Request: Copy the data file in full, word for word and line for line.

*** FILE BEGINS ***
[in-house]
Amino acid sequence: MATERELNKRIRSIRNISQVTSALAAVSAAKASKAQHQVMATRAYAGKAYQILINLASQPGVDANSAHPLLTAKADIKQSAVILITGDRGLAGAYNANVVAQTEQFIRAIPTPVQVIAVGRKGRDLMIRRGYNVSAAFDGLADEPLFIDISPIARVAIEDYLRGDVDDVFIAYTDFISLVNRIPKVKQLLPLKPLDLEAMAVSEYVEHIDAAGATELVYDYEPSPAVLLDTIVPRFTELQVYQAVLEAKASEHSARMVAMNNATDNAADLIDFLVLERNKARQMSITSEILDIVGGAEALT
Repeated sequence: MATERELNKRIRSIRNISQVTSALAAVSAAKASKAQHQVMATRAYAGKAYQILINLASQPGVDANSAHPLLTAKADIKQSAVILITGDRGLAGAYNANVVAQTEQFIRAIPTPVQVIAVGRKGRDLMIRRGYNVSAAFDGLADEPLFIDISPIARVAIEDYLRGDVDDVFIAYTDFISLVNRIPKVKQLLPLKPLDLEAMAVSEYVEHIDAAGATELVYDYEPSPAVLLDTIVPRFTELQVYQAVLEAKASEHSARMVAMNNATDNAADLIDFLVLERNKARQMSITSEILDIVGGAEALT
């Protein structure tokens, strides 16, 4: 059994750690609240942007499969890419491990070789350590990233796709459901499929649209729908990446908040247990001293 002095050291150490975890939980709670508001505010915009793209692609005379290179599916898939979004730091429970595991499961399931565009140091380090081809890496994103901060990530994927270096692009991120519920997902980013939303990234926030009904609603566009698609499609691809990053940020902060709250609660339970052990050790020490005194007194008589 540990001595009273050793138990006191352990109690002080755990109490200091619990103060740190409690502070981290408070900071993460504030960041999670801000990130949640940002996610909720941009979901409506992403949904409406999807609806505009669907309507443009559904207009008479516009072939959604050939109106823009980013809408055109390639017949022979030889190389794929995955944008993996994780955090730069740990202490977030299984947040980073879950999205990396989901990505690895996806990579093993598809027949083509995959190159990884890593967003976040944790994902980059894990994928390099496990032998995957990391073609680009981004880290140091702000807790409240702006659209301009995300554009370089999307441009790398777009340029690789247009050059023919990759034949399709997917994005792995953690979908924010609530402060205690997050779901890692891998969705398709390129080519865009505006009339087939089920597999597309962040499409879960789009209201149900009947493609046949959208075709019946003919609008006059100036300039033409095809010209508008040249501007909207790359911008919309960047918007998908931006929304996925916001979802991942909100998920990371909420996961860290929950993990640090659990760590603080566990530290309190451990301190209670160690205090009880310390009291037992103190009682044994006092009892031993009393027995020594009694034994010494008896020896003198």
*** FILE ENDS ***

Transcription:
[in-house]
Amino acid sequence: MATERELNKRIRSIRNISQVTSALAAVSAAKASKAQHQVMATRAYAGKAYQILINLASQPGVDANSAHPLLTAKADIKQSAVILITGDRGLAGAYNANVVAQTEQFIRAIPTPVQVIAVGRKGRDLMIRRGYNVSAAFDGLADEPLFIDISPIARVAIEDYLRGDVDDVFIAYTDFISLVNRIPKVKQLLPLKPLDLEAMAVSEYVEHIDAAGATELVYDYEPSPAVLLDTIVPRFTELQVYQAVLEAKASEHSARMVAMNNATDNAADLIDFLVLERNKARQMSITSEILDIVGGAEALT
Repeated sequence: MATERELNKRIRSIRNISQVTSALAAVSAAKASKAQHQVMATRAYAGKAYQILINLASQPGVDANSAHPLLTAKADIKQSAVILITGDRGLAGAYNANVVAQTEQFIRAIPTPVQVIAVGRKGRDLMIRRGYNVSAAFDGLADEPLFIDISPIARVAIEDYLRGDVDDVFIAYTDFISLVNRIPKVKQLLPLKPLDLEAMAVSEYVEHIDAAGATELVYDYEPSPAVLLDTIVPRFTELQVYQAVLEAKASEHSARMVAMNNATDNAADLIDFLVLERNKARQMSITSEILDIVGGAEALT
């Protein structure tokens, strides 16, 4: 059994750690609240942007499969890419491990070789350590990233796709459901499929649209729908990446908040247990001293 002095050291150490975890939980709670508001505010915009793209692609005379290179599916898939979004730091429970595991499961399931565009140091380090081809890496994103901060990530994927270096692009991120519920997902980013939303990234926030009904609603566009698609499609691809990053940020902060709250609660339970052990050790020490005194007194008589 540990001595009273050793138990006191352990109690002080755990109490200091619990103060740190409690502070981290408070900071993460504030960041999670801000990130949640940002996610909720941009979901409506992403949904409406999807609806505009669907309507443009559904207009008479516009072939959604050939109106823009980013809408055109390639017949022979030889190389794929995955944008993996994780955090730069740990202490977030299984947040980073879950999205990396989901990505690895996806990579093993598809027949083509995959190159990884890593967003976040944790994902980059894990994928390099496990032998995957990391073609680009981004880290140091702000807790409240702006659209301009995300554009370089999307441009790398777009340029690789247009050059023919990759034949399709997917994005792995953690979908924010609530402060205690997050779901890692891998969705398709390129080519865009505006009339087939089920597999597309962040499409879960789009209201149900009947493609046949959208075709019946003919609008006059100036300039033409095809010209508008040249501007909207790359911008919309960047918007998908931006929304996925916001979802991942909100998920990371909420996961860290929950993990640090659990760590603080566990530290309190451990301190209670160690205090009880310390009291037992103190009682044994006092009892031993009393027995020594009694034994010494008896020896003198």